Catherine Thompson is a news writer for Talking Points Memo. Before joining TPM, she worked as a research assistant to investigative reporter Wayne Barrett and interned at The L Magazine. At New York University she served as the deputy managing editor of NYU's student newspaper, The Washington Square News. She can be reached at email@example.com.
Gilberton, Penn. police Chief Mark Kessler said Wednesday he was exercising his First and Second Amendment rights when he posted profanity-ridden videos to YouTube, in which he fires machine guns and calls Secretary of State John Kerry a "traitor" for supporting a U.N. arms treaty.
In a phone interview with the Pottsville Republican-Herald newspaper, Kessler defended two July 15 Youtube videos that went viral this week, one up to 31,319 views Tuesday from just 3,280 views on Monday by that newspaper's count. The videos show him in plain clothes firing automatic weapons while going on verbal tirades about gun rights.
"I think the video is in support of the Constitution -- the support of the First Amendment, the right to express your thoughts and words freely without reprisal from any government," Kessler told the Republican-Herald. "That's why I used the vocabulary I did. As for the firing of the guns, that is my Second Amendment right. I have the right to keep and bear arms regardless of what the government says that I don't."
"You don't see me going out and dragging people out of their vehicles and beating on them. You don't see me doing anything like that," he told the newspaper, comparing his videos to those that purport to show police brutality. "Did I use some vulgar language? Absolutely. Is it my right to do that? Absolutely. It's the First Amendment. Did I fire off a gun? Absolutely."
Kessler's YouTube content extends beyond those two posts. His channel also features a rant against "libtards" and a gun demonstration in which Kessler, in police uniform, shot a photo of a clown that he described as "Nancy Pelosi with her gavel, when she was speaker of the House."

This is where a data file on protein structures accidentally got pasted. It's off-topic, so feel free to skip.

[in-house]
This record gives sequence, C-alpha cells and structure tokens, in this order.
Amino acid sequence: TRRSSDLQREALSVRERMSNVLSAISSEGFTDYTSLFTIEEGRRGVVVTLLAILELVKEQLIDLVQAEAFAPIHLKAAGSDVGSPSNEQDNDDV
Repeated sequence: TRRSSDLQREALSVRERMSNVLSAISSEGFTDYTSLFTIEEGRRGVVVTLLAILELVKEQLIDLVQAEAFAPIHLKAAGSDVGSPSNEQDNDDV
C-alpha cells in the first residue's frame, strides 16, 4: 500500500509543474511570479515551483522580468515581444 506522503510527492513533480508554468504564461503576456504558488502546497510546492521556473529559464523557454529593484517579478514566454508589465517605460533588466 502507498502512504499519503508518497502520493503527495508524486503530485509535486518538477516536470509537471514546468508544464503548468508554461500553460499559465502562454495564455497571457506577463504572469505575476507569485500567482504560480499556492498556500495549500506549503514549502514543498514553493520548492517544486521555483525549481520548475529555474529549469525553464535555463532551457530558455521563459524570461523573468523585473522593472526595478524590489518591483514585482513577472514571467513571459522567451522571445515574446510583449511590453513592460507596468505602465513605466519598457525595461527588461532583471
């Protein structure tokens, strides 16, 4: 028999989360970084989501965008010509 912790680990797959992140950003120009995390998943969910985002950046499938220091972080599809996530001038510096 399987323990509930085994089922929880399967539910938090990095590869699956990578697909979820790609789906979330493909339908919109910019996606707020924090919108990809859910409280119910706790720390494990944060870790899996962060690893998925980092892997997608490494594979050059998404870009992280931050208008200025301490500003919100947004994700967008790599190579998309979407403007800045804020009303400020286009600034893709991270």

A second woman came forward Tuesday night to say that she plans to report an uncomfortable advance by San Diego Mayor Bob Filner.
Political consultant Laura Fink, who worked for then-congressman Filner as a deputy campaign manager from 2004 to 2006, told KPBS News that Filner touched her "posterior" in front of guests at a 2005 fundraiser.
Fink told KPBS that she sent Filner an email detailing the incident, in which he asked her to "turn around" and put his hands on her "posterior" after a fundraiser attendee remarked that Fink had "worked her tush off" to organize the event. Fink demanded an apology and the mayor simply mumbled "I'm sorry" a few days later, she said.
The White House released a statement Tuesday condemning an amendment introduced in the House by Rep. Justin Amash (R-MI) that would defund a National Security Agency phone records collection program that the Obama administration said is vital to national security.
"We urge the House to reject the Amash Amendment, and instead move forward with an approach that appropriately takes into account the need for a reasoned review of what tools can best secure the nation," White House Press Secretary Jay Carney said in the statement.
"In my district, I have multiple schools, who on a regular basis produce valedictorians and they are undocumented," Garcia said in a House Judiciary Committee hearing on immigration. "However, when members of this house use language such as 'for every one that is a valedictorian, there are another 100 out there who weigh 130 pounds and have calves the size of cantaloupes because they've been hauling 75 pounds of marijuana across the desert,' it is offensive."
Rep. Sheila Jackson Lee (D-TX) also made reference to King's remarks in the hearing, citing the "valedictorians, salutatorians, young men and women" who come through her office "with tears in their eyes" as motivation to advocate for comprehensive immigration reform.